groups, consumer evaluation Web sites, and blogs and offline through discussions with those whose expertise you trust.
3. Gauge the difference between the benefits of the new and what you already have.
4. Tally the costs to upgrade, including the price of the software, the time it takes to install it, the likelihood of glitches, the need for training, and whether hardware should also be upgraded to better match the software.
5. Determine whether and when you'll be losing technical support for your old software. Software companies are increasingly discontinuing support for older products, to cut their costs and to motivate users to buy upgrades. If you rely on that support, you may not have a choice.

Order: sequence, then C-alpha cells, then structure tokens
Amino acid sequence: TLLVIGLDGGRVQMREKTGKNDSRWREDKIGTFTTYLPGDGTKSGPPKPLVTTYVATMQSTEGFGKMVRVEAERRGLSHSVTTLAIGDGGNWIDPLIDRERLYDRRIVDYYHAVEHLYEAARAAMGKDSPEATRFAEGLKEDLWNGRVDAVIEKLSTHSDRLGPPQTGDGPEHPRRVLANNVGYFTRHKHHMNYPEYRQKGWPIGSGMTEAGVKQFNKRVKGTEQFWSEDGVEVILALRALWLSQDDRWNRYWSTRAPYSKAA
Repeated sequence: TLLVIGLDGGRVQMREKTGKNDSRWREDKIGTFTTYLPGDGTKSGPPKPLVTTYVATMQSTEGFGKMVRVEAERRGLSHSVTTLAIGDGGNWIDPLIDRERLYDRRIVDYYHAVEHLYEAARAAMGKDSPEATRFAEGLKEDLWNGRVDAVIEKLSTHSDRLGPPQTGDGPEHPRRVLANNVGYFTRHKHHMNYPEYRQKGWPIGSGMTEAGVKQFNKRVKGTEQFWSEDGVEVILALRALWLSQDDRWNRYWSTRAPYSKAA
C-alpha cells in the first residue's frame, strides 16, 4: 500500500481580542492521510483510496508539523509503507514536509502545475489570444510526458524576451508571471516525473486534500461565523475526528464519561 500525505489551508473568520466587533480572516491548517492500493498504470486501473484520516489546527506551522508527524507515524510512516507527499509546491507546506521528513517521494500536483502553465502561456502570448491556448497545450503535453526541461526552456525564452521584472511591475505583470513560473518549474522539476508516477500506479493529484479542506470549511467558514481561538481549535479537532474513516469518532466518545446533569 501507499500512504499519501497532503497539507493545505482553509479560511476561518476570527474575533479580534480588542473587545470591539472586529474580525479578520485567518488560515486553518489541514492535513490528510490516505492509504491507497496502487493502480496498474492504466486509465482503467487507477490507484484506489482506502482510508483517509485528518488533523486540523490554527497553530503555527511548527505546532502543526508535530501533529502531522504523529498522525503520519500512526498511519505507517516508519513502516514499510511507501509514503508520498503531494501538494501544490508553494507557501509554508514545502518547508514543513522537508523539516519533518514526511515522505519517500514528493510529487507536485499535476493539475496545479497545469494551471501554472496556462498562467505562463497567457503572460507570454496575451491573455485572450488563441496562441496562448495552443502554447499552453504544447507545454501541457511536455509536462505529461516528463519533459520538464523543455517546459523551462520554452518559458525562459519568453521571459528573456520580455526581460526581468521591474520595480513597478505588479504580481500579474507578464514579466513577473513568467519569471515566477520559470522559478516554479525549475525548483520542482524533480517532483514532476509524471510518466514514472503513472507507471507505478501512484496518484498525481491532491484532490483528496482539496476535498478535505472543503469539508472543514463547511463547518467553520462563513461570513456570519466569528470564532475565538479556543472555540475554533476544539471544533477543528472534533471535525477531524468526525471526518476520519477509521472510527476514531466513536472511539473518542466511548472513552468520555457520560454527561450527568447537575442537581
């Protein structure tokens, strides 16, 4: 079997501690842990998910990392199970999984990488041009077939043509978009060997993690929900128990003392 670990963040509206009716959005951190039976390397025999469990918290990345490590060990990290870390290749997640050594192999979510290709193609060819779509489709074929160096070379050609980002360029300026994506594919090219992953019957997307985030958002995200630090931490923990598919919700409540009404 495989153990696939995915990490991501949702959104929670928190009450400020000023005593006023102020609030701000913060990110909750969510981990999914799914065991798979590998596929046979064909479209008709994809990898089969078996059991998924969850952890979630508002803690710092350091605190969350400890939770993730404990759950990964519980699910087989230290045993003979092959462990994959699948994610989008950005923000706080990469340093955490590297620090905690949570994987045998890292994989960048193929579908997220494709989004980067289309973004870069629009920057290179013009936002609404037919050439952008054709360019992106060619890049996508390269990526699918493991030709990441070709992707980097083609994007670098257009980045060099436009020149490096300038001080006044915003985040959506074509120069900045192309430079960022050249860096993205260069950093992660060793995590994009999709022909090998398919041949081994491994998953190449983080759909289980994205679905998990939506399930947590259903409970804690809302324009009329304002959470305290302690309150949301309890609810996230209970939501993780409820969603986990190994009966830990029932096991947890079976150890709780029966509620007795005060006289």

Reid Goldsborough is a syndicated columnist and author of the book Straight Talk About the Information Superhighway. He can be reached at email@example.com or http://www.netaxs.com/~reidgold/column.